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Data from: Performance of partial statistics in individual-based landscape genetics

Citation

Kierepka, Elizabeth M.; Latch, Emily K. (2014), Data from: Performance of partial statistics in individual-based landscape genetics, Dryad, Dataset, https://doi.org/10.5061/dryad.sc88q

Abstract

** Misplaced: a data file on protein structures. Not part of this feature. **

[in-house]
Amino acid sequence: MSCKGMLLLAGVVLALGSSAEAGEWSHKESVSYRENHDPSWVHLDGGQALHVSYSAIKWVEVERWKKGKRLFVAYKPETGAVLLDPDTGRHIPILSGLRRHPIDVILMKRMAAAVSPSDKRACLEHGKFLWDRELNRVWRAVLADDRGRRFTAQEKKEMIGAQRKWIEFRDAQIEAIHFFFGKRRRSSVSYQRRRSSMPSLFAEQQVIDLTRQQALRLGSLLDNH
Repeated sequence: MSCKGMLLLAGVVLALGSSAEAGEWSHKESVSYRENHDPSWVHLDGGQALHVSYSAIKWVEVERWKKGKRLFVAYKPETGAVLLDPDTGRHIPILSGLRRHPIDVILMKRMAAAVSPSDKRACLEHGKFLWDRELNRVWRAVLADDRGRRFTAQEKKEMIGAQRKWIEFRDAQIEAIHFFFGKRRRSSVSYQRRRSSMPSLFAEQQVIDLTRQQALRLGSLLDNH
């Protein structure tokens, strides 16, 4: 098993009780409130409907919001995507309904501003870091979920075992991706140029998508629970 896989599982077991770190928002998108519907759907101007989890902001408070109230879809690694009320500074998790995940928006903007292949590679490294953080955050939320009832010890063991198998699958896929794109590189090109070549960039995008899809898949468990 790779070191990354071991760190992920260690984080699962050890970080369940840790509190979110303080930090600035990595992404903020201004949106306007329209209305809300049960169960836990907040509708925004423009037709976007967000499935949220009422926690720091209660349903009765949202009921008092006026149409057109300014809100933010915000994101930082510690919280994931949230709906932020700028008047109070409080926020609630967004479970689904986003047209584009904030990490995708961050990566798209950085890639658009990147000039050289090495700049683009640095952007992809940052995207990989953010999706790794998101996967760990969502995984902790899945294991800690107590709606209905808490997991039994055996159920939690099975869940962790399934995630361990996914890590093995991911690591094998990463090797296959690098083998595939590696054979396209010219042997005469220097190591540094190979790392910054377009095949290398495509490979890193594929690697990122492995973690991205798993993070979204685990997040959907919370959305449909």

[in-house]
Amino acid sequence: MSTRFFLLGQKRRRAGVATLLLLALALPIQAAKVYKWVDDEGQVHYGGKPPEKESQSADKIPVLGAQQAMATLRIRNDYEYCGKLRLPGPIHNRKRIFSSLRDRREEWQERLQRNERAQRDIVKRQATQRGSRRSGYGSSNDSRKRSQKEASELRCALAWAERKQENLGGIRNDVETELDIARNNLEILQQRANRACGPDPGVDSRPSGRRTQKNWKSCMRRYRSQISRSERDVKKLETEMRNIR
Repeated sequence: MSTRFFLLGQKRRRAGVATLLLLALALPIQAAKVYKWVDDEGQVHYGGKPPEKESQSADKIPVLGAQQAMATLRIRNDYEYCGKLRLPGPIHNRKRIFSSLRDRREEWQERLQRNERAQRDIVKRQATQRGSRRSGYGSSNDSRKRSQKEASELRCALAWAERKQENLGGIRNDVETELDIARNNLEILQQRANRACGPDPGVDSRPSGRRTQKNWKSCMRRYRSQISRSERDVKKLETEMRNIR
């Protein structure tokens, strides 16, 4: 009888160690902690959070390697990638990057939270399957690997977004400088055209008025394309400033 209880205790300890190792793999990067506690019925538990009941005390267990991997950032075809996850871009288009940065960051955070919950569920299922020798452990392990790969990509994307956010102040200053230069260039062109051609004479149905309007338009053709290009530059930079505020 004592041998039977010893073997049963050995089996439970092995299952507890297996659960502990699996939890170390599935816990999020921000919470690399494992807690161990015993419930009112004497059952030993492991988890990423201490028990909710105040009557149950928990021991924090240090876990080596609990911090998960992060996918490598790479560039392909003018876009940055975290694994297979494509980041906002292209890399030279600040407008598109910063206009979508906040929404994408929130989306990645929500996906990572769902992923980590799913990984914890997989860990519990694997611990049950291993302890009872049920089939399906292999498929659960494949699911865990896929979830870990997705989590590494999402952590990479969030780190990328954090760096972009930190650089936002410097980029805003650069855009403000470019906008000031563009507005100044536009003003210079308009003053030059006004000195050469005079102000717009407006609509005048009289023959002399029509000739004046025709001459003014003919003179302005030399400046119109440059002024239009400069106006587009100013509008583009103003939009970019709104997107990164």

Individual-based landscape genetic methods have become increasingly popular for quantifying fine-scale landscape influences on gene flow. One complication for individual-based methods is that gene flow and landscape variables are often correlated with geography. Partial statistics, particularly Mantel tests, are often employed to control for these inherent correlations by removing the effects of geography while simultaneously correlating measures of genetic differentiation and landscape variables of interest. Concerns about the reliability of Mantel tests prompted this study, in which we use simulated landscapes to evaluate the performance of partial Mantel tests and two ordination methods, distance-based redundancy analysis (dbRDA) and redundancy analysis (RDA), for detecting isolation by distance (IBD) and isolation by landscape resistance (IBR). Specifically, we described the effects of suitable habitat amount, fragmentation and resistance strength on metrics of accuracy (frequency of correct results, type I/II errors and strength of IBR according to underlying landscape and resistance strength) for each test using realistic individual-based gene flow simulations. Mantel tests were very effective for detecting IBD, but exhibited higher error rates when detecting IBR. Ordination methods were overall more accurate in detecting IBR, but had high type I errors compared to partial Mantel tests. Thus, no one test outperformed another completely. A combination of statistical tests, for example partial Mantel tests to detect IBD paired with appropriate ordination techniques for IBR detection, provides the best characterization of fine-scale landscape genetic structure. Realistic simulations of empirical data sets will further increase power to distinguish among putative mechanisms of differentiation.

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